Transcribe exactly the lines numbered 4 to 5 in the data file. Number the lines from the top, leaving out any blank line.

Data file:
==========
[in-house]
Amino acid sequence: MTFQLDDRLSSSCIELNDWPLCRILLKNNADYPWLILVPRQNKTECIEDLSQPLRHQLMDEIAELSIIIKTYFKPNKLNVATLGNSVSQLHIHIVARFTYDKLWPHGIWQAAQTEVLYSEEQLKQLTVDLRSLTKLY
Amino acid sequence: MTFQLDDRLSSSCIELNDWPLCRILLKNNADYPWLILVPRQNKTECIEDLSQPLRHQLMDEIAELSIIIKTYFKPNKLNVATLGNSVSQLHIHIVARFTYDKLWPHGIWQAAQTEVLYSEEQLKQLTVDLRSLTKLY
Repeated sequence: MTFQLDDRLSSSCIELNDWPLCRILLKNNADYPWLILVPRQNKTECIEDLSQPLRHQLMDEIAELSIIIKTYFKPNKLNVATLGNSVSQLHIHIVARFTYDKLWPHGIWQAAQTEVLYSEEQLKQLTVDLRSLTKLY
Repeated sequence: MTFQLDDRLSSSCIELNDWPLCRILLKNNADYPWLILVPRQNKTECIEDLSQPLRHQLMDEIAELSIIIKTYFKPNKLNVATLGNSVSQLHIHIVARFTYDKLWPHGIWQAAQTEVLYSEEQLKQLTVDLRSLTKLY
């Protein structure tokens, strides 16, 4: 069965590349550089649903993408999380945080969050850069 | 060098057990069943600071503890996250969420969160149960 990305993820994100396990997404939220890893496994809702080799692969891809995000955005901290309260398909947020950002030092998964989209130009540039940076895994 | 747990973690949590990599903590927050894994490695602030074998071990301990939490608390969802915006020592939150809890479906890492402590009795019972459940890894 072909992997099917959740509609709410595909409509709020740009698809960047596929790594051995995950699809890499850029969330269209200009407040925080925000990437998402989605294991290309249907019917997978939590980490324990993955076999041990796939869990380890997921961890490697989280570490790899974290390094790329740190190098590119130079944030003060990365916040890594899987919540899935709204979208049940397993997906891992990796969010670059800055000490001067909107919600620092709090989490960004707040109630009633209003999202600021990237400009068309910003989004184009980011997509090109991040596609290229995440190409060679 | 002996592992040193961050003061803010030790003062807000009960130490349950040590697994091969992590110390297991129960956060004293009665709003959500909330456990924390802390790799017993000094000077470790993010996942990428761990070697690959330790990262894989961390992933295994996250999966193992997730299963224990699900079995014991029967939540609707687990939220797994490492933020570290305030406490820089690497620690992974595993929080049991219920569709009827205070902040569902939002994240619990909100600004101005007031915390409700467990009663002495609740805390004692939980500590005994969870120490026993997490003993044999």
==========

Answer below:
Repeated sequence: MTFQLDDRLSSSCIELNDWPLCRILLKNNADYPWLILVPRQNKTECIEDLSQPLRHQLMDEIAELSIIIKTYFKPNKLNVATLGNSVSQLHIHIVARFTYDKLWPHGIWQAAQTEVLYSEEQLKQLTVDLRSLTKLY
Repeated sequence: MTFQLDDRLSSSCIELNDWPLCRILLKNNADYPWLILVPRQNKTECIEDLSQPLRHQLMDEIAELSIIIKTYFKPNKLNVATLGNSVSQLHIHIVARFTYDKLWPHGIWQAAQTEVLYSEEQLKQLTVDLRSLTKLY